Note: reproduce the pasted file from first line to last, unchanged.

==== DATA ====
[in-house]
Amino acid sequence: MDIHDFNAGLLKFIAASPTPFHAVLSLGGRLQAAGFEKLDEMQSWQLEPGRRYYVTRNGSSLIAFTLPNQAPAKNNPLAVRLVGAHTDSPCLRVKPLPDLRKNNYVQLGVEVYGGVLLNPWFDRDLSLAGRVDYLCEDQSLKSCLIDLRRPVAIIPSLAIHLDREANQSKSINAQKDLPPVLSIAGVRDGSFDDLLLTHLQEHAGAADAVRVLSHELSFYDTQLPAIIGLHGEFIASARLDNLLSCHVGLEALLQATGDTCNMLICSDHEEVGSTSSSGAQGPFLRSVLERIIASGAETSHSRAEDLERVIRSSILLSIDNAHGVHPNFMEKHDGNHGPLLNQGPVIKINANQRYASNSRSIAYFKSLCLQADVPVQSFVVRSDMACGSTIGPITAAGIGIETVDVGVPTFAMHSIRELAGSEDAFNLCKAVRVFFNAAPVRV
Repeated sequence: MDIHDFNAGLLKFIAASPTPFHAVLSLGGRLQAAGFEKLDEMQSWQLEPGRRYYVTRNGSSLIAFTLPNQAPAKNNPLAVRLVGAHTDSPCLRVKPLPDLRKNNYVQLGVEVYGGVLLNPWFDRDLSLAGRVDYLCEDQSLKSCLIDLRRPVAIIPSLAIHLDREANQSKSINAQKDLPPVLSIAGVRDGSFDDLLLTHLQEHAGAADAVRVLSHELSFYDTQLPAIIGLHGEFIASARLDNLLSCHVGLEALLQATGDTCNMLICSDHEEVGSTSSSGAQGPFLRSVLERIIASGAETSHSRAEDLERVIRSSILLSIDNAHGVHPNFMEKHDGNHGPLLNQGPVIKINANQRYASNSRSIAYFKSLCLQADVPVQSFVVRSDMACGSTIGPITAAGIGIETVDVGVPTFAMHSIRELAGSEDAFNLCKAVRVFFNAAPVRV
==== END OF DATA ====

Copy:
[in-house]
Amino acid sequence: MDIHDFNAGLLKFIAASPTPFHAVLSLGGRLQAAGFEKLDEMQSWQLEPGRRYYVTRNGSSLIAFTLPNQAPAKNNPLAVRLVGAHTDSPCLRVKPLPDLRKNNYVQLGVEVYGGVLLNPWFDRDLSLAGRVDYLCEDQSLKSCLIDLRRPVAIIPSLAIHLDREANQSKSINAQKDLPPVLSIAGVRDGSFDDLLLTHLQEHAGAADAVRVLSHELSFYDTQLPAIIGLHGEFIASARLDNLLSCHVGLEALLQATGDTCNMLICSDHEEVGSTSSSGAQGPFLRSVLERIIASGAETSHSRAEDLERVIRSSILLSIDNAHGVHPNFMEKHDGNHGPLLNQGPVIKINANQRYASNSRSIAYFKSLCLQADVPVQSFVVRSDMACGSTIGPITAAGIGIETVDVGVPTFAMHSIRELAGSEDAFNLCKAVRVFFNAAPVRV
Repeated sequence: MDIHDFNAGLLKFIAASPTPFHAVLSLGGRLQAAGFEKLDEMQSWQLEPGRRYYVTRNGSSLIAFTLPNQAPAKNNPLAVRLVGAHTDSPCLRVKPLPDLRKNNYVQLGVEVYGGVLLNPWFDRDLSLAGRVDYLCEDQSLKSCLIDLRRPVAIIPSLAIHLDREANQSKSINAQKDLPPVLSIAGVRDGSFDDLLLTHLQEHAGAADAVRVLSHELSFYDTQLPAIIGLHGEFIASARLDNLLSCHVGLEALLQATGDTCNMLICSDHEEVGSTSSSGAQGPFLRSVLERIIASGAETSHSRAEDLERVIRSSILLSIDNAHGVHPNFMEKHDGNHGPLLNQGPVIKINANQRYASNSRSIAYFKSLCLQADVPVQSFVVRSDMACGSTIGPITAAGIGIETVDVGVPTFAMHSIRELAGSEDAFNLCKAVRVFFNAAPVRV